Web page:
IMAGE:  April 2003  GRAPHIC:  University of Chicago Magazine
APRIL 2003
Volume 95, Issue 4
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Unexpected Expertise  
Poetic Justice  
Survival of the Richest
Food-Court Press  

Clouding the Issues

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From the President  

Poetic Justice

Unavoidably Detained

über der grauschwarzen Ödnis.
Ein baum-
hoher Gedanke
greift sich den Lichtton: es sind
noch Lieder zu singer jenseits
der Menschen

Paul Celan, Fadensonnen*

My father and his brothers hunt pheasants
through a fine October day, keeping one row of corn,
golden stubble, between them, sweeping the fields

of the homesteaders. Because it is 1946, the country
is at peace, a minister from Princeton takes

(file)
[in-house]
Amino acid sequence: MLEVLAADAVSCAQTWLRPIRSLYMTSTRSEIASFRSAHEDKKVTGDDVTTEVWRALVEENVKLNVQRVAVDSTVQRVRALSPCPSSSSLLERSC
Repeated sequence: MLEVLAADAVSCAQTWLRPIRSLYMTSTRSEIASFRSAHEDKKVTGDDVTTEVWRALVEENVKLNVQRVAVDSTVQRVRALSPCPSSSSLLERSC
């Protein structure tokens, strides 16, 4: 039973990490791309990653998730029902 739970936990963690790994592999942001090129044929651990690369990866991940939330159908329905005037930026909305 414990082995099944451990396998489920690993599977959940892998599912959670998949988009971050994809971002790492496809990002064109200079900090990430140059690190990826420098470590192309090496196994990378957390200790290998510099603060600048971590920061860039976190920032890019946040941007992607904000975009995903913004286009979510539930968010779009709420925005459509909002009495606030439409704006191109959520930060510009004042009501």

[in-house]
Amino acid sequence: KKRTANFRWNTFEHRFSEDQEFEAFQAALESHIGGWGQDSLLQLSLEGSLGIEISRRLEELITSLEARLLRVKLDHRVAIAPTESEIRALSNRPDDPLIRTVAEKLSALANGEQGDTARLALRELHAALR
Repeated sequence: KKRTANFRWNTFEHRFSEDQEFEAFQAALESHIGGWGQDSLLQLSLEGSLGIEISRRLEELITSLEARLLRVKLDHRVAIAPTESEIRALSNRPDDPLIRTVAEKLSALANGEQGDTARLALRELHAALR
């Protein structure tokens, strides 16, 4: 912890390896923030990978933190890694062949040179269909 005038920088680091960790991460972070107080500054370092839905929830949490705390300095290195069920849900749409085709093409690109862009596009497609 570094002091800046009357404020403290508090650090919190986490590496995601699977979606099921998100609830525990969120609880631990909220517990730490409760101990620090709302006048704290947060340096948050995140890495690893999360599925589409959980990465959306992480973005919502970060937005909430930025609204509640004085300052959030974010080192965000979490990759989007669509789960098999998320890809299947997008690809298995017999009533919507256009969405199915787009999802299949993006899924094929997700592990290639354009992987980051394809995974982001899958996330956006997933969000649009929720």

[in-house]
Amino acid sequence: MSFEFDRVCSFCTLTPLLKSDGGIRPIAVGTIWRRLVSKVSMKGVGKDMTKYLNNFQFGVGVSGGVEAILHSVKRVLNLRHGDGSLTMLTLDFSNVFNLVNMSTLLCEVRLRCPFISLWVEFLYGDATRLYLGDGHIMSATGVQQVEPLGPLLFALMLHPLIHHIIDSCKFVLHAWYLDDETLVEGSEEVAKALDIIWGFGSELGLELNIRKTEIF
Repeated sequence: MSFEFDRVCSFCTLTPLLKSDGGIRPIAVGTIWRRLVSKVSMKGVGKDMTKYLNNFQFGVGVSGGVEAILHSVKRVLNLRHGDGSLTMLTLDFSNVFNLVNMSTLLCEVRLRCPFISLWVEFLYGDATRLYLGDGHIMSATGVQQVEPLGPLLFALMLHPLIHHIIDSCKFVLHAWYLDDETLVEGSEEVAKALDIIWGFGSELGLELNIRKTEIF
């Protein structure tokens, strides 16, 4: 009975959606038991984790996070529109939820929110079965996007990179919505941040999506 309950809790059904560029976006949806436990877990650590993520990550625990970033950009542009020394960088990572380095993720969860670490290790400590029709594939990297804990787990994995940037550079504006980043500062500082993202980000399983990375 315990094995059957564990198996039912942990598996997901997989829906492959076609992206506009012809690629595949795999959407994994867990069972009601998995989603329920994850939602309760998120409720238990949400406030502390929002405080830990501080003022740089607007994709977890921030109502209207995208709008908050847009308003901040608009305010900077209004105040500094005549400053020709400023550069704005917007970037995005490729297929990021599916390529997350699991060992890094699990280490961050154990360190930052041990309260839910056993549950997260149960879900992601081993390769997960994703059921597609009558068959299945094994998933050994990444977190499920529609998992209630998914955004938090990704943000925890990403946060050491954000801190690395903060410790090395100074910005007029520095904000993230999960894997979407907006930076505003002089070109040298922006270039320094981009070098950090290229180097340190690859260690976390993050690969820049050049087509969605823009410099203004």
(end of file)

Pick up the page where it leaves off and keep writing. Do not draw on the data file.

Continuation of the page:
the train to South Dakota, to their farms

to listen to their speech, low German,
a Dutch inflection, the quiet mark of allegiance
to the low countries, now that the borders

are no longer terrible. When the evening light
becomes the fast falling night, the time
of long shadows, he asks for a farmhouse,

a phone, and because something is abiding
in those fields he has not seen, calls the city
to say that he has been unavoidably detained.

—Jane Hoogestraat, AM’82, PhD’89

Hoogestraat, a professor of English and gender studies at Southwest State University in Springfield, Missouri, has published work in Poetry, Southern Review, DoubleTake, Slant, High Plains Literary Review, Yarrow, and South Dakota Review.

*above the grey-black wilderness.


A tree-
high thought
tunes into lights pitch: there are
still songs to be sung on the other side
of mankind.

Paul Celan, Thread Suns


Select a poem:

First Prize - Potter's Song

Second Prize - Pockets

Third Prize - Little Red Schoolhouse

Honorable Mention - Lowdown Lovesick Blues

Honorable Mention - Unavoidably Detained



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